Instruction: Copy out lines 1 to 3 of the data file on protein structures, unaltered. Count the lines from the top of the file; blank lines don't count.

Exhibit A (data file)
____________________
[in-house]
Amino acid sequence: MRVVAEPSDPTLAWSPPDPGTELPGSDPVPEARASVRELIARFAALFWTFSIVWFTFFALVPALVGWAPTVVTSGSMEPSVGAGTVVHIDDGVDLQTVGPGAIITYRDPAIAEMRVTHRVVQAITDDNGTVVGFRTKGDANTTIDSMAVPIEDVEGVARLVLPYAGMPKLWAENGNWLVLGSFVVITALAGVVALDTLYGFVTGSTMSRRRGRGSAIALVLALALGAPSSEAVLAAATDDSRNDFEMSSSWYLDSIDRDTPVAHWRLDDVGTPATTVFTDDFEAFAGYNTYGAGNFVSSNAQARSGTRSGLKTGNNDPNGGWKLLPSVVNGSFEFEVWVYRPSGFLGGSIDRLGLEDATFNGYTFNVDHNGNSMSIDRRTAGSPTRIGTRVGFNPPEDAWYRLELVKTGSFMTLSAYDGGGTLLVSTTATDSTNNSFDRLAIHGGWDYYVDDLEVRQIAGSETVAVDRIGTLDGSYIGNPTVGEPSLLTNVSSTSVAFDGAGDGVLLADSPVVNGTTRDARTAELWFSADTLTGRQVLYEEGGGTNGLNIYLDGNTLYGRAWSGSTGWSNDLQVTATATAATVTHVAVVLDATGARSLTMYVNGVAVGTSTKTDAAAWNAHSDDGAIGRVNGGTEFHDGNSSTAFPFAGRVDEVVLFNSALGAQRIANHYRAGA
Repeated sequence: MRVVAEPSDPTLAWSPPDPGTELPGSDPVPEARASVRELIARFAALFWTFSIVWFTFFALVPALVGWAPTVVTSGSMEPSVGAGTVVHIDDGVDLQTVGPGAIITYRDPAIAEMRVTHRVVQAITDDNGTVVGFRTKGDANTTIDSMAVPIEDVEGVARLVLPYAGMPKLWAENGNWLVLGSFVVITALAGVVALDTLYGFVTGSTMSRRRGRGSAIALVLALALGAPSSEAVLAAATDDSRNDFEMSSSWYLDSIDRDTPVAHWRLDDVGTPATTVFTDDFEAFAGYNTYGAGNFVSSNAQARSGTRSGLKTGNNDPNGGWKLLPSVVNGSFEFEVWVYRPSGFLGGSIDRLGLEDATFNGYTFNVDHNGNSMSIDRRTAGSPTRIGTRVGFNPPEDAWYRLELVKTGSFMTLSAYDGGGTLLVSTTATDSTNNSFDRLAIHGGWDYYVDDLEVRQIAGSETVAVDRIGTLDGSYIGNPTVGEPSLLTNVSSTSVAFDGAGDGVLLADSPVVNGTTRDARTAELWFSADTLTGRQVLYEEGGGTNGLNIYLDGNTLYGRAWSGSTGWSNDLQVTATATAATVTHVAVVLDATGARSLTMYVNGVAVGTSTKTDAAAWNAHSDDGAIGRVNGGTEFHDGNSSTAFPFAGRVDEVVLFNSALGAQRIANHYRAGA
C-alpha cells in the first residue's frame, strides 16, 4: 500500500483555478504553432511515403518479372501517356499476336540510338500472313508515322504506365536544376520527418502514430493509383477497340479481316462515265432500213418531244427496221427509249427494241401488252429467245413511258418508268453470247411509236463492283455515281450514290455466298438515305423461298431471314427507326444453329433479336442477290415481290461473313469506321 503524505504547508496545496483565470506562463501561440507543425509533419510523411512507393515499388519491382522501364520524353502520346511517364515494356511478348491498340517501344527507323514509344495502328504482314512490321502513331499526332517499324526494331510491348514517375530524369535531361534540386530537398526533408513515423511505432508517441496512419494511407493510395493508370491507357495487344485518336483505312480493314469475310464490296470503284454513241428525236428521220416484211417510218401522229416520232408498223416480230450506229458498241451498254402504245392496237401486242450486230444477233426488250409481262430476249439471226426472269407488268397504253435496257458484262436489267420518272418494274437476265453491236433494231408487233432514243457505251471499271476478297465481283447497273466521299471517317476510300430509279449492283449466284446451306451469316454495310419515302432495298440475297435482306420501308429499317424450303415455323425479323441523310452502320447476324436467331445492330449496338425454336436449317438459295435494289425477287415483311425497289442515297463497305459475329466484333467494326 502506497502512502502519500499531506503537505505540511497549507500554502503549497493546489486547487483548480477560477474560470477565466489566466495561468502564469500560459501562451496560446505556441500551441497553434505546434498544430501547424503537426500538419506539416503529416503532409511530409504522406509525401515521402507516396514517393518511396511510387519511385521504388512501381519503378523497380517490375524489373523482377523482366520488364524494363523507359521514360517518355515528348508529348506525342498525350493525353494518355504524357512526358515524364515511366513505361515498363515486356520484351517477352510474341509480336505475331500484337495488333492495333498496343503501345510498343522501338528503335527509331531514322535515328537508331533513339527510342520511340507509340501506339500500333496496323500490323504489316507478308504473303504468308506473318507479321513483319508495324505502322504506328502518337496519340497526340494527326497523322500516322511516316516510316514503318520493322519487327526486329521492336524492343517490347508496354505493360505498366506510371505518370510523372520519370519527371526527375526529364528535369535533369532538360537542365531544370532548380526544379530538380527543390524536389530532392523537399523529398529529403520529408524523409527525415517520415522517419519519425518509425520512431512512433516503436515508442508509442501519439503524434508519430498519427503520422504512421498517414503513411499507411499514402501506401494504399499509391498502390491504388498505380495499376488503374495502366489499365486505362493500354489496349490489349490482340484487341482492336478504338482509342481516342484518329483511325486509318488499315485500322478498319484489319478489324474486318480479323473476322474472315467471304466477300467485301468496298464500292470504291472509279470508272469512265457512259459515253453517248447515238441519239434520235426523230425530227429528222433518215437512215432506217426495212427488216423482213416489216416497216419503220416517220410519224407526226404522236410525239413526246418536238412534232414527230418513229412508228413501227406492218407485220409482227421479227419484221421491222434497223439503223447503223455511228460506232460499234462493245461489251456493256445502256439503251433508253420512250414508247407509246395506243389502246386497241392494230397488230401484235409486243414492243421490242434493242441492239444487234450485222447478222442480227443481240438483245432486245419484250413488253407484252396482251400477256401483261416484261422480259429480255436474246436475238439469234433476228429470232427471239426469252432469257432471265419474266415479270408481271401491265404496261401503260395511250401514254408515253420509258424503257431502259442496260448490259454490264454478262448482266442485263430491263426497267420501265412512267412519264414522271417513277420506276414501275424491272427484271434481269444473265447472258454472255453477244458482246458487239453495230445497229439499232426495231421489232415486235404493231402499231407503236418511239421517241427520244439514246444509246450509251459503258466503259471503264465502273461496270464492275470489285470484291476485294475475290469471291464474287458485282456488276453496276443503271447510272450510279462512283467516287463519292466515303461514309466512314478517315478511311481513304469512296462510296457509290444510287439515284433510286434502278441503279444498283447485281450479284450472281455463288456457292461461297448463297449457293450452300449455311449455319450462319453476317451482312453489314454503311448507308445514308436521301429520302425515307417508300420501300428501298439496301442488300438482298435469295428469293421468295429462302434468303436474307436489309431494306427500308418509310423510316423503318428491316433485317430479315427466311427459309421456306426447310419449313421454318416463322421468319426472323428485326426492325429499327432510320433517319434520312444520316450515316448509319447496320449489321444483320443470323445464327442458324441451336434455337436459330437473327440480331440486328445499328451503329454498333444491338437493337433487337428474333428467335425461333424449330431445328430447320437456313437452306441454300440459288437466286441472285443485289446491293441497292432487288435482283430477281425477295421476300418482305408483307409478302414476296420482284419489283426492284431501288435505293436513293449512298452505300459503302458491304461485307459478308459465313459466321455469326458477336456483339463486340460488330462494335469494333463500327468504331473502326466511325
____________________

[in-house]
Amino acid sequence: MRVVAEPSDPTLAWSPPDPGTELPGSDPVPEARASVRELIARFAALFWTFSIVWFTFFALVPALVGWAPTVVTSGSMEPSVGAGTVVHIDDGVDLQTVGPGAIITYRDPAIAEMRVTHRVVQAITDDNGTVVGFRTKGDANTTIDSMAVPIEDVEGVARLVLPYAGMPKLWAENGNWLVLGSFVVITALAGVVALDTLYGFVTGSTMSRRRGRGSAIALVLALALGAPSSEAVLAAATDDSRNDFEMSSSWYLDSIDRDTPVAHWRLDDVGTPATTVFTDDFEAFAGYNTYGAGNFVSSNAQARSGTRSGLKTGNNDPNGGWKLLPSVVNGSFEFEVWVYRPSGFLGGSIDRLGLEDATFNGYTFNVDHNGNSMSIDRRTAGSPTRIGTRVGFNPPEDAWYRLELVKTGSFMTLSAYDGGGTLLVSTTATDSTNNSFDRLAIHGGWDYYVDDLEVRQIAGSETVAVDRIGTLDGSYIGNPTVGEPSLLTNVSSTSVAFDGAGDGVLLADSPVVNGTTRDARTAELWFSADTLTGRQVLYEEGGGTNGLNIYLDGNTLYGRAWSGSTGWSNDLQVTATATAATVTHVAVVLDATGARSLTMYVNGVAVGTSTKTDAAAWNAHSDDGAIGRVNGGTEFHDGNSSTAFPFAGRVDEVVLFNSALGAQRIANHYRAGA
Repeated sequence: MRVVAEPSDPTLAWSPPDPGTELPGSDPVPEARASVRELIARFAALFWTFSIVWFTFFALVPALVGWAPTVVTSGSMEPSVGAGTVVHIDDGVDLQTVGPGAIITYRDPAIAEMRVTHRVVQAITDDNGTVVGFRTKGDANTTIDSMAVPIEDVEGVARLVLPYAGMPKLWAENGNWLVLGSFVVITALAGVVALDTLYGFVTGSTMSRRRGRGSAIALVLALALGAPSSEAVLAAATDDSRNDFEMSSSWYLDSIDRDTPVAHWRLDDVGTPATTVFTDDFEAFAGYNTYGAGNFVSSNAQARSGTRSGLKTGNNDPNGGWKLLPSVVNGSFEFEVWVYRPSGFLGGSIDRLGLEDATFNGYTFNVDHNGNSMSIDRRTAGSPTRIGTRVGFNPPEDAWYRLELVKTGSFMTLSAYDGGGTLLVSTTATDSTNNSFDRLAIHGGWDYYVDDLEVRQIAGSETVAVDRIGTLDGSYIGNPTVGEPSLLTNVSSTSVAFDGAGDGVLLADSPVVNGTTRDARTAELWFSADTLTGRQVLYEEGGGTNGLNIYLDGNTLYGRAWSGSTGWSNDLQVTATATAATVTHVAVVLDATGARSLTMYVNGVAVGTSTKTDAAAWNAHSDDGAIGRVNGGTEFHDGNSSTAFPFAGRVDEVVLFNSALGAQRIANHYRAGA